IBS: What are the symptoms of Irritable Bowel Syndrome
Consultant gastroenterologist Dr Simon Smale says people with healthy gut function can probably drink more, but those with IBS should aim to keep within recommended limits. ‘Obviously tea contains caffeine, too, but coffee is much stronger — especially coffee shop double espressos.
Caffeine can cause problems because it stimulates cell messengers which increase gut motility — so it loosens your bowel movements and can also lead to a feeling of fullness.’
6. Vegan diets
Going meat-free and dairy-free has become a trendy way of boosting your all-round health. But while a diet based entirely on plants might sound very virtuous, it may not be so saintly for your gut.
‘Vegans are a very broad church and I would say that more of them eat healthily and probably live longer,’ says Dr Smale.
‘But vegans with IBS have to be careful not to eat too many beans and grains, fruit and vegetables containing Fodmaps as they can cause bloating, pain and diarrhoea.’
Offending vegetables include onions, garlic, artichokes, mushrooms and cauliflower.
‘Booze can definitely be a trigger for IBS symptoms as it has an effect on gut motility,’ explains Dr Smale. ‘Drinking beer, for instance, may result in you having looser stools.’
And while it’s obvious that fizzy alcoholic drinks such as lager and Prosecco are more likely to leave you bloated, fizz isn’t the only booze factor bothering your gut.
‘Spirits with high concentrations of alcohol, such as gin and vodka, can delay gastric emptying which can result in pain or bloating,’ adds Dr Smale.
Booze can also trigger IBS symptoms and drinking beer may result in you having looser stools
8. Sugar-free mints
Peppermint oil capsules are a common remedy for IBS — but sugar-free mint sweets can have the opposite effect. These often contain aggravating Fodmaps such as the sweeteners sorbitol and mannitol, which can exacerbate IBS; the same is true of sugar-free gum.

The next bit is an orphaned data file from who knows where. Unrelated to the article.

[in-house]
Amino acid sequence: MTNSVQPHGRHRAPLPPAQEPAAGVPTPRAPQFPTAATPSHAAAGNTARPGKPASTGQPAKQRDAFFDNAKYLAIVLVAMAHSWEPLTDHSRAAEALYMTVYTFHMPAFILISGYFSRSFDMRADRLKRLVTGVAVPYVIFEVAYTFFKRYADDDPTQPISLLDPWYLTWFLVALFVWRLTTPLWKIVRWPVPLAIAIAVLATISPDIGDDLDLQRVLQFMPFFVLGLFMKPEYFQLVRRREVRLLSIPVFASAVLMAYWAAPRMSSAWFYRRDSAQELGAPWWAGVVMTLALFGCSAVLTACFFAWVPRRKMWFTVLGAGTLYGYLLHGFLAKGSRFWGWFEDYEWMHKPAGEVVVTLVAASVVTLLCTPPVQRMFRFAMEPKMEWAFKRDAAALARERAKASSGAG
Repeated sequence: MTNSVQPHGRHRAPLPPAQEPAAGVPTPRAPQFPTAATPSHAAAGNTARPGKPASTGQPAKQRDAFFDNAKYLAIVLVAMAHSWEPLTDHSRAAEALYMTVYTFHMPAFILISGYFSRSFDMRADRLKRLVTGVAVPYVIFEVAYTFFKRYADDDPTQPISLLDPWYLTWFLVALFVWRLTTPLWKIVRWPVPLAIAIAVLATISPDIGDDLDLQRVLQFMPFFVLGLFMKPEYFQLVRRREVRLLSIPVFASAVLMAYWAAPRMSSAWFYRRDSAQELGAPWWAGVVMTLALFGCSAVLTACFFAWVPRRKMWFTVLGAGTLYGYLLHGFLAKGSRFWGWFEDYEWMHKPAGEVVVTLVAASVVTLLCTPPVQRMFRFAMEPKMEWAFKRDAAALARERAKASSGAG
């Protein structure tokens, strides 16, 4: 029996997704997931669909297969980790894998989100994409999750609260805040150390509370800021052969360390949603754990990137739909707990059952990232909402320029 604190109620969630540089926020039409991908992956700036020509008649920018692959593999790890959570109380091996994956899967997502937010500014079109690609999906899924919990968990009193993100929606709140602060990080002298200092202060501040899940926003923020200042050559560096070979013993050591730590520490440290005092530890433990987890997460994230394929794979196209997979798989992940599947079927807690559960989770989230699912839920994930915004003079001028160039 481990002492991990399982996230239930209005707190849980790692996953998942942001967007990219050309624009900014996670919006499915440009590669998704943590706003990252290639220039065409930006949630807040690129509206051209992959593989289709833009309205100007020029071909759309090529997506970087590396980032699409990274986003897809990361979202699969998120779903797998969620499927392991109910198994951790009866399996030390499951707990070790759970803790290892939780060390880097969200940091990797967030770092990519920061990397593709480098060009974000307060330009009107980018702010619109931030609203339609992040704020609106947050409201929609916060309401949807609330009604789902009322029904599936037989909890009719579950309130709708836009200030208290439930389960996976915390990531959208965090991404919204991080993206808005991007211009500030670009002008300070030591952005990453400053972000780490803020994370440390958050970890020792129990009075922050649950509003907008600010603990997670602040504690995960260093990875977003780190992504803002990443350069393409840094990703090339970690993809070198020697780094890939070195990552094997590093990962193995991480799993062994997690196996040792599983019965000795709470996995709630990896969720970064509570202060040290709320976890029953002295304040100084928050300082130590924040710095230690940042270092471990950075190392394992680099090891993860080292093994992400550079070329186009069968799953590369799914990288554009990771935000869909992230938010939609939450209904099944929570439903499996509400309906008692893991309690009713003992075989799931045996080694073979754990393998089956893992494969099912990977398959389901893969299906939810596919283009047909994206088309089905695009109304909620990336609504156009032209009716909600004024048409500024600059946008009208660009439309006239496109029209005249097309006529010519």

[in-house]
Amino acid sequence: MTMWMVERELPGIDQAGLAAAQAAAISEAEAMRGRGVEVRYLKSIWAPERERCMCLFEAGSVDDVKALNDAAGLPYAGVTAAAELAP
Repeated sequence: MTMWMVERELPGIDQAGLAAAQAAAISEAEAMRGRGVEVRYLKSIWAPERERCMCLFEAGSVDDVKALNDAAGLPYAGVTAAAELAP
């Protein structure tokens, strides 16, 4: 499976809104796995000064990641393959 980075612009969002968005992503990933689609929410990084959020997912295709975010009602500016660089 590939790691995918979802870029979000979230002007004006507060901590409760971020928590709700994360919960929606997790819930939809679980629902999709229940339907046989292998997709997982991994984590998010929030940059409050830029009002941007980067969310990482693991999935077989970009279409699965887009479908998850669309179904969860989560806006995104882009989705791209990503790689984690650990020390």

Chewing gum can also contribute to wind and burping, as chewing it means you’ll take in excess air.
9. Junk food
We all have trillions of bacteria living in our gut and the balance of the different types is an area of great interest when it comes to IBS research.
As well as ‘friendly’ bacteria, some types in our guts are linked with increased inflammation, according to Tim Spector, professor of genetic epidemiology at King’s College London and head of the Great British Gut Project, and this could contribute to IBS.
According to Professor Spector, chemicals known as emulsifiers (which help mix ingredients together in some foods) are especially bad for this — killing off more helpful bacteria strains and allowing the unhealthy ones to flourish. Some research has suggested a junk-food diet can halve the number of helpful bacteria in the gut in just ten days.
A well-known trigger of gut problems, gluten is a protein found in wheat, barley and rye (and so is in most bread, cakes, biscuits and pasta).
It used to be thought that gluten caused problems only in people with coeliac disease, but it’s more complicated than that.
‘There are two types of problem,’ explains Dr Smale.
‘Some people will develop coeliac disease — an autoimmune disorder where the body produces antibodies to gluten and damages the gut, causing bloating and diarrhoea. This can be diagnosed via a blood test and biopsy, and symptoms subside if the patient avoids gluten.
‘But there is another condition — where people have the same symptoms but test negative for markers in the blood test and gut damage in the biopsies — called non-coeliac gluten sensitivity.
‘These patients may respond to a gluten-free diet, but coeliac disease needs to be excluded first.’